Observations from the Water (20180506 – 20180512)

It was a rollercoaster of a week. Those warm temps we wrote about last week stuck around for the first few days and we had some incredible days on the water. Dozens of jaws eating tubes, flies, and stickbaits. One day, the average fish was 5lbs with 2 over 6lbs – insane. Then the north and east winds hit and made things tough. We still got on them but it wasn’t gangbusters like early in the week. It seemed like they responded better to stick baits – but that could’ve been random.

Admittedly, I went a little internal for a couple days. I was hoping I wouldn’t have to wear my bib again until fall but froze my ass off for a couple days. Not cool – rather too cool.

Plan for Next Week (20180513 – 20180519)

I’m hoping the rain in the forecast actually happens this time. The tribs are low and clear. They are full of fish but many are getting on nests and we don’t fish for them when they are spawning. For one – the fight sucks and they don’t really eat. Also, it’s just dirty – they are easy targets and are just trying to raise their young. Let them be.

If the rain happens, we’ll likely spend some time on the tribs just to stretch out the legs a bit. That kinda hard to do considering the harbor and river are fishing extremely well right now – but it’s a lot of fun to throw flies in shallow water to fish that willingly slam streamers.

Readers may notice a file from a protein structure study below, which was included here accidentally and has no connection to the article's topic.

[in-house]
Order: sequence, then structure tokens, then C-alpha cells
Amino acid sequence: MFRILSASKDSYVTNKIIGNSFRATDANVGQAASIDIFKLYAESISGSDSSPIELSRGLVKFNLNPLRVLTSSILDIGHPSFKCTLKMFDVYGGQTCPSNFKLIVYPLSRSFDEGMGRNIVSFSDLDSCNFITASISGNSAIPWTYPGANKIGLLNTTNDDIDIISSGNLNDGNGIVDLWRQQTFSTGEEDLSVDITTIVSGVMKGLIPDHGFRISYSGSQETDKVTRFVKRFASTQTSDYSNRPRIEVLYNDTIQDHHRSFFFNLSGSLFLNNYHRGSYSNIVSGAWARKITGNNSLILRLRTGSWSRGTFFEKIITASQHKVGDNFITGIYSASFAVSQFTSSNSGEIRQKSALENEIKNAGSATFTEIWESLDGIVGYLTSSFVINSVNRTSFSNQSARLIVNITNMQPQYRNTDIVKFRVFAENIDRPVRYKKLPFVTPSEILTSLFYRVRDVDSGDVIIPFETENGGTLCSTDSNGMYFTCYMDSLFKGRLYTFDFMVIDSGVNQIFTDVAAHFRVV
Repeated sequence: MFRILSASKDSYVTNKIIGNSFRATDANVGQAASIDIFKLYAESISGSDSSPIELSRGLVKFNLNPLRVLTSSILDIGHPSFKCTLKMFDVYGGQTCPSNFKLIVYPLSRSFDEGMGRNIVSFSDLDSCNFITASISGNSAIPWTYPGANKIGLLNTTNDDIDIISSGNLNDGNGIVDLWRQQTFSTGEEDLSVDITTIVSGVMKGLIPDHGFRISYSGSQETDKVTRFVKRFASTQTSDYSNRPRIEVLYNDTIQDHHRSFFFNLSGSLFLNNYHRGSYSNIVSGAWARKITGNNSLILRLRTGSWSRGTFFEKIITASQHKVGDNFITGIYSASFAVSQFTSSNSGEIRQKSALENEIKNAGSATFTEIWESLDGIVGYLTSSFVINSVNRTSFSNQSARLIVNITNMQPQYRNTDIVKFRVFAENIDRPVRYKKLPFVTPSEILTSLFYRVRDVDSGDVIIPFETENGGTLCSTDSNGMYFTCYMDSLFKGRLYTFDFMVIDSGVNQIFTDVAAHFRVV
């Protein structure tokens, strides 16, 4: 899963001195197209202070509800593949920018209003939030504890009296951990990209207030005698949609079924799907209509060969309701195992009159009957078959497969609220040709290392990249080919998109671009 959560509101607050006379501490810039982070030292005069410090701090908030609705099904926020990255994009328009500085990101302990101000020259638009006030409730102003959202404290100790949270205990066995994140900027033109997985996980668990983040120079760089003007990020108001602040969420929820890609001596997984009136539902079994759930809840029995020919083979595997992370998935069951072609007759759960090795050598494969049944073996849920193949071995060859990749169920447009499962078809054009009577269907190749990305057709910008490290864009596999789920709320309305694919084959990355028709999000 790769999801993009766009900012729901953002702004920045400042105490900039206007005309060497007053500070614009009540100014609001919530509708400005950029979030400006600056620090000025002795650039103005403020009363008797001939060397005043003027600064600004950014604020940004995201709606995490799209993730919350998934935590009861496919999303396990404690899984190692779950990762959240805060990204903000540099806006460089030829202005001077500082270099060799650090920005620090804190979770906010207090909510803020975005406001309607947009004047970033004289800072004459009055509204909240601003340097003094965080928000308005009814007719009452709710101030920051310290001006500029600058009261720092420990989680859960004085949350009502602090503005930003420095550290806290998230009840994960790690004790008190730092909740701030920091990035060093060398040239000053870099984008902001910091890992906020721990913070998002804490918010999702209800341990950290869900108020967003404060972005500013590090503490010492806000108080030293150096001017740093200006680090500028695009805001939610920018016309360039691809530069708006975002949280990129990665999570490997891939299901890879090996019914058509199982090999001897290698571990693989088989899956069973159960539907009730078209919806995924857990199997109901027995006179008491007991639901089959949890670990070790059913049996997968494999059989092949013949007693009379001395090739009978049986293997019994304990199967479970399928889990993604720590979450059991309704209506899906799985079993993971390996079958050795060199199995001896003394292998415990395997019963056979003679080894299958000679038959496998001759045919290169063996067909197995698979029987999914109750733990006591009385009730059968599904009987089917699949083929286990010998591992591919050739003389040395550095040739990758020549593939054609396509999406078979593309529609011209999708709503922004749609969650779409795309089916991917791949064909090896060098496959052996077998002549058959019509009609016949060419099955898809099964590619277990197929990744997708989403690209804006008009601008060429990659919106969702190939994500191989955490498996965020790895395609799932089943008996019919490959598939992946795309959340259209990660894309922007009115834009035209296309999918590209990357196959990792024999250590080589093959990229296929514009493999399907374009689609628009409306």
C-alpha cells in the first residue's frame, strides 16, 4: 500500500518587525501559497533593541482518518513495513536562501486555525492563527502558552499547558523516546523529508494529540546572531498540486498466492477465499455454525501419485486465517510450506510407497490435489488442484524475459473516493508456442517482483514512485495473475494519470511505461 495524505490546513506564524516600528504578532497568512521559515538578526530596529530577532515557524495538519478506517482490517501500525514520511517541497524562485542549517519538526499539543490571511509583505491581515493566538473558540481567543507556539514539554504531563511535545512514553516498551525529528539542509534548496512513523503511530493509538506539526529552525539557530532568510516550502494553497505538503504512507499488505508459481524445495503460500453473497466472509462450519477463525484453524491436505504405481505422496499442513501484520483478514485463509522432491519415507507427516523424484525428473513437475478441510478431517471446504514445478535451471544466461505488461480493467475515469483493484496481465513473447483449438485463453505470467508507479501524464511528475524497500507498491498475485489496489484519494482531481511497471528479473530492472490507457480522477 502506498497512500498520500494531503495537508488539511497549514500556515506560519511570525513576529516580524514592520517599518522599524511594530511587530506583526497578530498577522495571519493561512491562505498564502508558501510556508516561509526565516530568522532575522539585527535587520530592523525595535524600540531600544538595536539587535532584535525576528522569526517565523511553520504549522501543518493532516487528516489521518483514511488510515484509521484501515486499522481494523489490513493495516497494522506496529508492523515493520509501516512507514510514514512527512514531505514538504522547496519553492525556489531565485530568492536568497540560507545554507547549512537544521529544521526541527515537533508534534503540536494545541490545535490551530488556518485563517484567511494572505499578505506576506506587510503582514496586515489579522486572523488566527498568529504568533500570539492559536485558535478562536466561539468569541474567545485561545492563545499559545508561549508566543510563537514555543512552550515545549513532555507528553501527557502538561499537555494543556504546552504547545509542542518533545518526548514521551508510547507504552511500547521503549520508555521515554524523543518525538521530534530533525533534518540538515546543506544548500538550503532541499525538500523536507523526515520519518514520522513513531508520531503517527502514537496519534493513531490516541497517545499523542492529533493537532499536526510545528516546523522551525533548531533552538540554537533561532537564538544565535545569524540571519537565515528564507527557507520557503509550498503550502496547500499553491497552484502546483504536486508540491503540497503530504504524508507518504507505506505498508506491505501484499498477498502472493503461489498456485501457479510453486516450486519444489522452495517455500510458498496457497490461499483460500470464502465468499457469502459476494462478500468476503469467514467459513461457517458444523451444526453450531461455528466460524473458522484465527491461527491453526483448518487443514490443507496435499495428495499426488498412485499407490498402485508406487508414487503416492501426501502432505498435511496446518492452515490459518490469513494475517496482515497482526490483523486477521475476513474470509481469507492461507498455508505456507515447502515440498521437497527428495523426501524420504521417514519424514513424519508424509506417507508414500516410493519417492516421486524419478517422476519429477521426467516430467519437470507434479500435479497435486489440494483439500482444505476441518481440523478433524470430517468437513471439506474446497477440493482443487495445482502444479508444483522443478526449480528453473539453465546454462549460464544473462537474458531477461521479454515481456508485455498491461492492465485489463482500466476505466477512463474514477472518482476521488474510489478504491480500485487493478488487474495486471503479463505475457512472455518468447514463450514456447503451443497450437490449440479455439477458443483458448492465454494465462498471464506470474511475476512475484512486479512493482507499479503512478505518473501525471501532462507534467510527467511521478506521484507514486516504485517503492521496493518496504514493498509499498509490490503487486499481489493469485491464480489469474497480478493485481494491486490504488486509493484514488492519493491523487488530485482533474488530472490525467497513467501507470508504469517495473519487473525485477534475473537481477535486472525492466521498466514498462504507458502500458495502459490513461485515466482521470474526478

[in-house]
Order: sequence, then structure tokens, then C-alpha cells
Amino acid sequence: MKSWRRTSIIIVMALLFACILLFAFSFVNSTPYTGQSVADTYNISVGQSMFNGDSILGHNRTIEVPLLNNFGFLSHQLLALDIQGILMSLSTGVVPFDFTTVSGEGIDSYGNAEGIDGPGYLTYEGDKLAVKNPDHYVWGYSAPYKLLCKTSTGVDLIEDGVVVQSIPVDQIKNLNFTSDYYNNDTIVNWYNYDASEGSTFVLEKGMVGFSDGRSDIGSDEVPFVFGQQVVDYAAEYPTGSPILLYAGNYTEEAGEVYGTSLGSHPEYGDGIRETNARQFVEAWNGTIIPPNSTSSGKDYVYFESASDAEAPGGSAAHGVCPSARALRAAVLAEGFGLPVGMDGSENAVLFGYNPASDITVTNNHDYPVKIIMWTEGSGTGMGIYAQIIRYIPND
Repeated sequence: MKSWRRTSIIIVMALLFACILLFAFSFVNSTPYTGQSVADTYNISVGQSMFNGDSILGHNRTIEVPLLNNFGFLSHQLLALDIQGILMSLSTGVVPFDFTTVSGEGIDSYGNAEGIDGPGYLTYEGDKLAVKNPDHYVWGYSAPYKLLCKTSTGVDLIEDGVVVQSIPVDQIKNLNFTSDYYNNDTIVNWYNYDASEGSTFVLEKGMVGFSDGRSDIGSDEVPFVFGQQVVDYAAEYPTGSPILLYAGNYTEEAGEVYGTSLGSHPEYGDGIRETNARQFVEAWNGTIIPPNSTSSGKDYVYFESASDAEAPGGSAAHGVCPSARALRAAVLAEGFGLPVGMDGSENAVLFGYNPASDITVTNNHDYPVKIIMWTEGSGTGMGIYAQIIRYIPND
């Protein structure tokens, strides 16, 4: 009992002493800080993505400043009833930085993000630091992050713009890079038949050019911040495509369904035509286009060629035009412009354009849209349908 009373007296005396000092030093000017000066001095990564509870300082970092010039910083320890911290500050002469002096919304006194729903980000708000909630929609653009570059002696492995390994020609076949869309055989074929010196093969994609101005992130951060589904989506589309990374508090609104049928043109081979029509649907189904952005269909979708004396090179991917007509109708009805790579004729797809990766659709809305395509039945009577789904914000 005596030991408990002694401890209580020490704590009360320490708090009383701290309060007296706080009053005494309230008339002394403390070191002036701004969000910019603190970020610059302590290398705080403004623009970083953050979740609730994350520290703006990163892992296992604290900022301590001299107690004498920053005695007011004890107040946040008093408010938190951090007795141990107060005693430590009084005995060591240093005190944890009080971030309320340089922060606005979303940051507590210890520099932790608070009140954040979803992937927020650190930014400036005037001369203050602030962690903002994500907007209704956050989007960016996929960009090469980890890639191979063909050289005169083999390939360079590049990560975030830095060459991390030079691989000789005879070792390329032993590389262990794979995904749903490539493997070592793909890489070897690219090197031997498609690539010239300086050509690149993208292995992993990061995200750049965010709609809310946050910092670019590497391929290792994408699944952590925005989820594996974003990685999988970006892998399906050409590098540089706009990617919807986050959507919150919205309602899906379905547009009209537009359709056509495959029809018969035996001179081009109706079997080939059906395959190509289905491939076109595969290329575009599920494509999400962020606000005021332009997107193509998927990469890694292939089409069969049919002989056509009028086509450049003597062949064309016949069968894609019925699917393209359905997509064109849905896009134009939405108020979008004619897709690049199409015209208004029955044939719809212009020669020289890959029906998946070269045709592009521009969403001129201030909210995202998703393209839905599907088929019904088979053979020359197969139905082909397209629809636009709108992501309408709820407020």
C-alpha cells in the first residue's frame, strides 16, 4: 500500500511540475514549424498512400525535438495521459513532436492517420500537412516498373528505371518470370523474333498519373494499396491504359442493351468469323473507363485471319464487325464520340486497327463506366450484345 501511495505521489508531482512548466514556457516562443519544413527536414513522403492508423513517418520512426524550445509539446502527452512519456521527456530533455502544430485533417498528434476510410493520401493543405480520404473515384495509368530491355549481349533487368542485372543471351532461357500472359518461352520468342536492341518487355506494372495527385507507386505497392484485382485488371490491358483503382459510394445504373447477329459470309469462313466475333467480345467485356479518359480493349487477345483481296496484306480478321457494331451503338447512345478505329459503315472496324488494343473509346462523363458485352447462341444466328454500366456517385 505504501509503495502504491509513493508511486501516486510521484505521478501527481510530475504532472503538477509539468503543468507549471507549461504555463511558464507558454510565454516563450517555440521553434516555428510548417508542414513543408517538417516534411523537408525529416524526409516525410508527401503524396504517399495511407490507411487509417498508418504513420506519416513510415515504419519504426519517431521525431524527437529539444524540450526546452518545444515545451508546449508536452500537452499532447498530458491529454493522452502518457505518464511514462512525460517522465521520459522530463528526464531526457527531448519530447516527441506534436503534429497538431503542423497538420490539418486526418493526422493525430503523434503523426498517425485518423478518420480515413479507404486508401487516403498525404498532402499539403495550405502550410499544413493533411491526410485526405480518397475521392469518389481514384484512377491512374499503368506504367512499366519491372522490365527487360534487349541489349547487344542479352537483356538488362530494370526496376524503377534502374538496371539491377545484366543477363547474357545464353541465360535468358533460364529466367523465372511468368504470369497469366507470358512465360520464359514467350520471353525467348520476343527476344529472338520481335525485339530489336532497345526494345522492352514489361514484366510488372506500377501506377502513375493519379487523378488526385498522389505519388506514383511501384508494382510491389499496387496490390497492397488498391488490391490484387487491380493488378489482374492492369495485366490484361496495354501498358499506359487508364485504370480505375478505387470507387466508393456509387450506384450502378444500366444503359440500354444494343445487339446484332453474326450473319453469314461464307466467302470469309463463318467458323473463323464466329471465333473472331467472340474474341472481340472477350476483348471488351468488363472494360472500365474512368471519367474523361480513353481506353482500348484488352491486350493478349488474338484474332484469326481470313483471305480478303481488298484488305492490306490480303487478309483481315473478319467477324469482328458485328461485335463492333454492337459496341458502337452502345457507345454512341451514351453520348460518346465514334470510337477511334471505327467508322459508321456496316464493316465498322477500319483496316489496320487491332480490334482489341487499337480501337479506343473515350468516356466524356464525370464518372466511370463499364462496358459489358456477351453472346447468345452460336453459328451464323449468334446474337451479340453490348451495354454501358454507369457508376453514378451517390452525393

Give us a call if you want to get out! If you need a video to show you what your in for, check out our YouTube Channel.  Tight lines!

A New Pattern and Warm Weather – Finally!

Finally! Warm Weather and a New Pattern

At long last, a new pattern is here. If you’ve been reading our posts for awhile now, you know that I lack patience. That comes into play when I’ve been doing the same thing for a prolonged period. Last September was the last time I fished without my bib and warming layers. Finally, this new pattern of warmth and sunny skies over the last week allowed me to fish without gloves and only a long sleeve shirt to keep me warm. It also marked the waning of the salmonid runs and the beginning of pre-spawn smallmouth bass action. We’re very excited about this change.

Don’t get me wrong, we love catching steelhead, lakers, and lake run browns. However, we’ve been longing for warmer temperatures and smallmouth bass for about a month now. It’s weird when you think about it – here in Buffalo Niagara, these species are available to anglers for over 7 months out of the year. Another month and a half is dedicated to king salmon and cohos (for those captains like me that only fish the lower river for them in the fall). That leaves about 4 months of the year dedicated to smallies. I’ve missed them. Finally, they’re back!

Observations from the Water (20180429 – 20180505)

We have been thoroughly enjoying this warm weather and the new pattern. By new pattern, I mean fishing different gear, for different species, on different water. We got our last jabs in on some steelhead this past Monday and Friday and picked up some huge numbers – not many big fish though. We poked around the Buffalo small boat harbor on all the other days and found smallmouth bass right away. We caught them on flies, tubes, and bait. It seemed like everything worked. We’ll let the pictures tell it.